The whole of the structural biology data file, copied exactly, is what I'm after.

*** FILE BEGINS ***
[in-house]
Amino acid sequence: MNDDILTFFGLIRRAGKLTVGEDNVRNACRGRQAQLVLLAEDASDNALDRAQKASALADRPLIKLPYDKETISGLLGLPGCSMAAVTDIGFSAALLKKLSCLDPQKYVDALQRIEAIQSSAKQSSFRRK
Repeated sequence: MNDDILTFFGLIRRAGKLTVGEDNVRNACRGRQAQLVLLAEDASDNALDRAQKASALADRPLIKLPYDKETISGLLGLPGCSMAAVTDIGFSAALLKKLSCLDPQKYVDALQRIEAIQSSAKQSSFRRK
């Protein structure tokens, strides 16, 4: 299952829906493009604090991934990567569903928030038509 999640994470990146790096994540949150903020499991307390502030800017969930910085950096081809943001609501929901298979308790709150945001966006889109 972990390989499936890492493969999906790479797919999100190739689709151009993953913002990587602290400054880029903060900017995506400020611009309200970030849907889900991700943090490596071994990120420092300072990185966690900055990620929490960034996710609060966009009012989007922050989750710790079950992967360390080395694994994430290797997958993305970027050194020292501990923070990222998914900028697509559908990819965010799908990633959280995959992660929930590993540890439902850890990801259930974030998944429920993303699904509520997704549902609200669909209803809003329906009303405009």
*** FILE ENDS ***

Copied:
[in-house]
Amino acid sequence: MNDDILTFFGLIRRAGKLTVGEDNVRNACRGRQAQLVLLAEDASDNALDRAQKASALADRPLIKLPYDKETISGLLGLPGCSMAAVTDIGFSAALLKKLSCLDPQKYVDALQRIEAIQSSAKQSSFRRK
Repeated sequence: MNDDILTFFGLIRRAGKLTVGEDNVRNACRGRQAQLVLLAEDASDNALDRAQKASALADRPLIKLPYDKETISGLLGLPGCSMAAVTDIGFSAALLKKLSCLDPQKYVDALQRIEAIQSSAKQSSFRRK
């Protein structure tokens, strides 16, 4: 299952829906493009604090991934990567569903928030038509 999640994470990146790096994540949150903020499991307390502030800017969930910085950096081809943001609501929901298979308790709150945001966006889109 972990390989499936890492493969999906790479797919999100190739689709151009993953913002990587602290400054880029903060900017995506400020611009309200970030849907889900991700943090490596071994990120420092300072990185966690900055990620929490960034996710609060966009009012989007922050989750710790079950992967360390080395694994994430290797997958993305970027050194020292501990923070990222998914900028697509559908990819965010799908990633959280995959992660929930590993540890439902850890990801259930974030998944429920993303699904509520997704549902609200669909209803809003329906009303405009």